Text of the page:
More than half of 2,500 students in the small Russellville, Alabama city school district now identify as Hispanic or Latino, and about a quarter are English language learners, or EL students. But as the district was "trying to teach an increasing number of EL students with predominately white teachers that speak English," Russellville's superintendent Dr. Heath Grimes had a game-changing idea, writes Rebecca Griesbach of Al.com.
“Why are we not using resources that we have in our community?’
The question sparked a "bold experiment" of recruiting Spanish-speaking talent from the local community and training them to become qualified teachers, in part through Reach's job-embedded degree apprenticeships.
The experiment has has placed Russellville on a path to become a model for the rest of the state with unprecedented boosts in learner proficiency scores, writes Griesbach.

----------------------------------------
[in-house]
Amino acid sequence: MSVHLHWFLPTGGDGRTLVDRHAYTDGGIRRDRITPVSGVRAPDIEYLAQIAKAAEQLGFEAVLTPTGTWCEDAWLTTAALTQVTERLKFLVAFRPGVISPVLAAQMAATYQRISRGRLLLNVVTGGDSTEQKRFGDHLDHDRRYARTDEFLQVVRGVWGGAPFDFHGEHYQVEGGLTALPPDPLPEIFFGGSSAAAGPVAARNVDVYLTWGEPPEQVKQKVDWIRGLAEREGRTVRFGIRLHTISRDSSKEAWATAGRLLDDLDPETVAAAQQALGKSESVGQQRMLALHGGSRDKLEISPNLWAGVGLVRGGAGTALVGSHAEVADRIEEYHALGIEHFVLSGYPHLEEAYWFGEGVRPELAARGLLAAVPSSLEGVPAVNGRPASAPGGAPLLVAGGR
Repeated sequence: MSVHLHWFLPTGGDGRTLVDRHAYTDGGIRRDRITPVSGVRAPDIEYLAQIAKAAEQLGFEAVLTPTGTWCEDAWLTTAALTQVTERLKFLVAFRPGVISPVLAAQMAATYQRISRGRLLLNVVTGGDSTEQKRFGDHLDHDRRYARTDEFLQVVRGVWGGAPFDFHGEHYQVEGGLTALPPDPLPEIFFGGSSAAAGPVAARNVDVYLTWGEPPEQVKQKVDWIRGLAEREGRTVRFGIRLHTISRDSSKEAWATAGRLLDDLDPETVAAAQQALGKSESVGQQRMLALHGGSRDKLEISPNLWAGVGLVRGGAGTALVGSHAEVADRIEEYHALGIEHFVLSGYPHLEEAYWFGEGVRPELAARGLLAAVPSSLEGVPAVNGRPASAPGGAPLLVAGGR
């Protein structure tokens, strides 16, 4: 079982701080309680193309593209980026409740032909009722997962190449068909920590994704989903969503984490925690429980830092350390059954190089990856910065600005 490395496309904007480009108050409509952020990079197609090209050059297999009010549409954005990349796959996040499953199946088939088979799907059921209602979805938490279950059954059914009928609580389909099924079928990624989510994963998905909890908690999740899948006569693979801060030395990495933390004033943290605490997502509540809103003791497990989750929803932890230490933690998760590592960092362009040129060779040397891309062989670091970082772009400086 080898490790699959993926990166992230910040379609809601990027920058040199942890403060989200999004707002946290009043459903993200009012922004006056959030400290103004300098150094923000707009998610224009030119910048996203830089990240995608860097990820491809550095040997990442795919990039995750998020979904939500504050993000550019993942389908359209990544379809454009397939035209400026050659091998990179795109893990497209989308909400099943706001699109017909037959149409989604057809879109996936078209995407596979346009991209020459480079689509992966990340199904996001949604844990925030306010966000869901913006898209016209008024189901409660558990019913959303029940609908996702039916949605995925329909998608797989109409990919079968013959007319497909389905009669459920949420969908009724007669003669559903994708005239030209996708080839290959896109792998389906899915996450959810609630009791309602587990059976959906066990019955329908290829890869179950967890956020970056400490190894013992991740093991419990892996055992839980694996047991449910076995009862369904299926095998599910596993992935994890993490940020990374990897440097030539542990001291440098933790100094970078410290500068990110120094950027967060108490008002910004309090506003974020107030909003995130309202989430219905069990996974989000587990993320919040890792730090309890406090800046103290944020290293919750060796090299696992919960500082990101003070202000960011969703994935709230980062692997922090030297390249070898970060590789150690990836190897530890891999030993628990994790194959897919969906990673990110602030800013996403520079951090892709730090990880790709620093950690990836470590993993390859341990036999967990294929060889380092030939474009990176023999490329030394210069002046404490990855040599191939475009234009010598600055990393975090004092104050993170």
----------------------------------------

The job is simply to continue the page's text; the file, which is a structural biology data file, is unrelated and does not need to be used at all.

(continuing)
“We’ve never seen a number like that before,” said Grimes, who credits new EL teachers in the district, as well as seven new EL aides at West Elementary, for the boost.
At West Elementary, Elizabeth Alonzo is settling into her second year as a EL aide - a role she didn't expect to be in, mostly because there were few bilingual teachers in her school growing up.
Like a couple of other staff members, Alonzo is currently finishing coursework through a teacher training program called Reach University, which is contracting with an increasing number of Alabama districts to help certify more local staff, shares Griesbach.
"Whenever I started kindergarten, I didn’t know a word of English, so I struggled a lot,” Alonzo said, noting that an older cousin would often have to come to her class to translate what her teacher was saying.
"That was one of the reasons why I wanted to do this, because I want to help those students.”
Read the full story here.
Image showcasing Elizabeth Alonzo working with her Russellville students. Image courtesy of Reach University.